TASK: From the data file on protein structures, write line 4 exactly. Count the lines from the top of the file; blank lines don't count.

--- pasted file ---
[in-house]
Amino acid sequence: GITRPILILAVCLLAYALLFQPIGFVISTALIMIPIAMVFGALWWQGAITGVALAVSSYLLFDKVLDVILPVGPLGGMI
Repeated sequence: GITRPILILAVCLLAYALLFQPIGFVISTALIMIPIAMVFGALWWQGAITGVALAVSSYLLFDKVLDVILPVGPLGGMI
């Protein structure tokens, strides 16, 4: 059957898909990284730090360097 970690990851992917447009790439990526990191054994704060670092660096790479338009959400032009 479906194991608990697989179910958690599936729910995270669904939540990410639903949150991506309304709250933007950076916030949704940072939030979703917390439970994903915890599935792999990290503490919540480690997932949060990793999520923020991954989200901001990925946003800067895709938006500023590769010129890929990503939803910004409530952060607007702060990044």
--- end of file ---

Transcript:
């Protein structure tokens, strides 16, 4: 059957898909990284730090360097 970690990851992917447009790439990526990191054994704060670092660096790479338009959400032009 479906194991608990697989179910958690599936729910995270669904939540990410639903949150991506309304709250933007950076916030949704940072939030979703917390439970994903915890599935792999990290503490919540480690997932949060990793999520923020991954989200901001990925946003800067895709938006500023590769010129890929990503939803910004409530952060607007702060990044």